The health risks are greater in pregnant women with PKU, particularly if they don’t follow their special diet. If the phenylalanine levels increase during pregnancy, there is a chance that the woman will miscarry, or cause serious harm to the unborn child. This is also true for women who only have mild PKU.

Although there is a low risk of the baby of a mother with PKU to inherit the disorder, there can still be serious complications and consequences following the birth, which are almost the same as having PKU. These include:

  • Delayed development
  • Intellectual disability
  • Microcephaly
  • Heart defects
  • Low birth weight
  • Behavioral problems

Many of these babies will often need to spend time in intensive care units following their birth. It is therefore vitally important for pregnant women with PKU to strictly follow the special diet during their pregnancy to protect themselves and their baby. Regular monitoring and checkups by a health professional throughout pregnancy are also essential. The sicker the mother gets, the greater the risk to the child.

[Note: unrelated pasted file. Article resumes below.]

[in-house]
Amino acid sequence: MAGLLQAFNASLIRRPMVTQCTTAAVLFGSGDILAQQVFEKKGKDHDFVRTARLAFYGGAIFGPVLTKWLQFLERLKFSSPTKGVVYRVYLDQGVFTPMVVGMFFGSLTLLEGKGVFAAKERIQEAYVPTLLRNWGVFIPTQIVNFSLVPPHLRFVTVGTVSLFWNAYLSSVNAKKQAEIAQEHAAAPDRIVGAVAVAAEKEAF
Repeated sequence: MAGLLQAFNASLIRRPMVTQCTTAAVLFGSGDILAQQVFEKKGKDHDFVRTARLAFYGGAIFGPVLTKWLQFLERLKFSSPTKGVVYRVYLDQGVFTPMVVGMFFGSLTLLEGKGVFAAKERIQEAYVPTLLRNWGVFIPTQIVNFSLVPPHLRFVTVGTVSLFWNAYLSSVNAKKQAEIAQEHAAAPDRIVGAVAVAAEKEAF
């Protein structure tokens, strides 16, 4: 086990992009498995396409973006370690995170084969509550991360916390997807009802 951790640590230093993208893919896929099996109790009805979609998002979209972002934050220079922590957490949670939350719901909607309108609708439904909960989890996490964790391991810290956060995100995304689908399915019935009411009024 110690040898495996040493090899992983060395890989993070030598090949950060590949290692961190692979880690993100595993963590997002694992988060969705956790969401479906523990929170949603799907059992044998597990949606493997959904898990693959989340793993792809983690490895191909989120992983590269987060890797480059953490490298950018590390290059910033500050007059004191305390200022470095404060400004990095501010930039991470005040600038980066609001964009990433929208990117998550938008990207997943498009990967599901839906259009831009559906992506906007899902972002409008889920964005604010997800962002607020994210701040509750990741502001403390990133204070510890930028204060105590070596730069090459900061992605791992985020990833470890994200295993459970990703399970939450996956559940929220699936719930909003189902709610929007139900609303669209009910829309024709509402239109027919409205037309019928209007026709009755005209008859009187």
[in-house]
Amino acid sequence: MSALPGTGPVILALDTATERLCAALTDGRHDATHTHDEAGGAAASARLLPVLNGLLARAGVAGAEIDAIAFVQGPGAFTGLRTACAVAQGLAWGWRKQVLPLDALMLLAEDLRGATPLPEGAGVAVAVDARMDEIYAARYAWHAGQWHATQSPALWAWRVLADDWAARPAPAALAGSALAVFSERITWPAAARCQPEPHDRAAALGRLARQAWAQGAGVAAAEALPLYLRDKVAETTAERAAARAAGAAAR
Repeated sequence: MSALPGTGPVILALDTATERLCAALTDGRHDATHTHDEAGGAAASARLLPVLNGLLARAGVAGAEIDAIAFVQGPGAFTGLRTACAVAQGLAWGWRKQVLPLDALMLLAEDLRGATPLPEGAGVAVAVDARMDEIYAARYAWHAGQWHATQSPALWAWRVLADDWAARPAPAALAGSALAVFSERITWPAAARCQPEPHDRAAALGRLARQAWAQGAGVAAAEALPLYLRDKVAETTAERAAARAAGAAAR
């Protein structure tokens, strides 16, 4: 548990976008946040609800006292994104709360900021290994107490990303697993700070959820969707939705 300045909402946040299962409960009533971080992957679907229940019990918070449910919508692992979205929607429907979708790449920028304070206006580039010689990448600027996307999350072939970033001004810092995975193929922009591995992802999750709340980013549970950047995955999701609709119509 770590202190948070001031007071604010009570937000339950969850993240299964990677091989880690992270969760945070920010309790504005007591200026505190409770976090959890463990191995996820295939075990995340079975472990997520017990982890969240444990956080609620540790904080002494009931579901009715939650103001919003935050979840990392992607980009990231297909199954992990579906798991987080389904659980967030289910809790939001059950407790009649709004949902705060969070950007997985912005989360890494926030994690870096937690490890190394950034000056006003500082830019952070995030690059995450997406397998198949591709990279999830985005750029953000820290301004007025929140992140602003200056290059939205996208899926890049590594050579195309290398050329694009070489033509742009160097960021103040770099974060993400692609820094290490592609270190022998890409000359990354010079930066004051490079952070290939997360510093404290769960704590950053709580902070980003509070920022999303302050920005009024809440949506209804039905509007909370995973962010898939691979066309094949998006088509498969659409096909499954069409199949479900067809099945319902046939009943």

Treatment And Diet

Baby Formula

Breast milk and regular baby formula contain phenylalanine, so they are not suitable for a baby with PKU. A special formula is available that is free of phenylalanine, and with the aid of a specialist dietitian, in some cases this can be mixed with a small amount of breast milk or regular formula.

Child and Adult Formula

Because the PKU diet is void of protein, children and adults alike will need a special protein substitute formula which is consumed every day. This formula is different from the baby formula and the amount and regularity of consumption must be calculated by a doctor or dietitian to ensure you are getting the right amounts each day. People with PKU will need to take this formula for the rest of their lives to replace the protein which is essential for body health.

Medication

To date there is only one medication that has been approved by the FDA for use as a treatment for PKU. This drug is called sapropterin, and in increases the body’s tolerance to phenylalanine. However, it is not always successful, and the FDA has directed for more studies to be completed.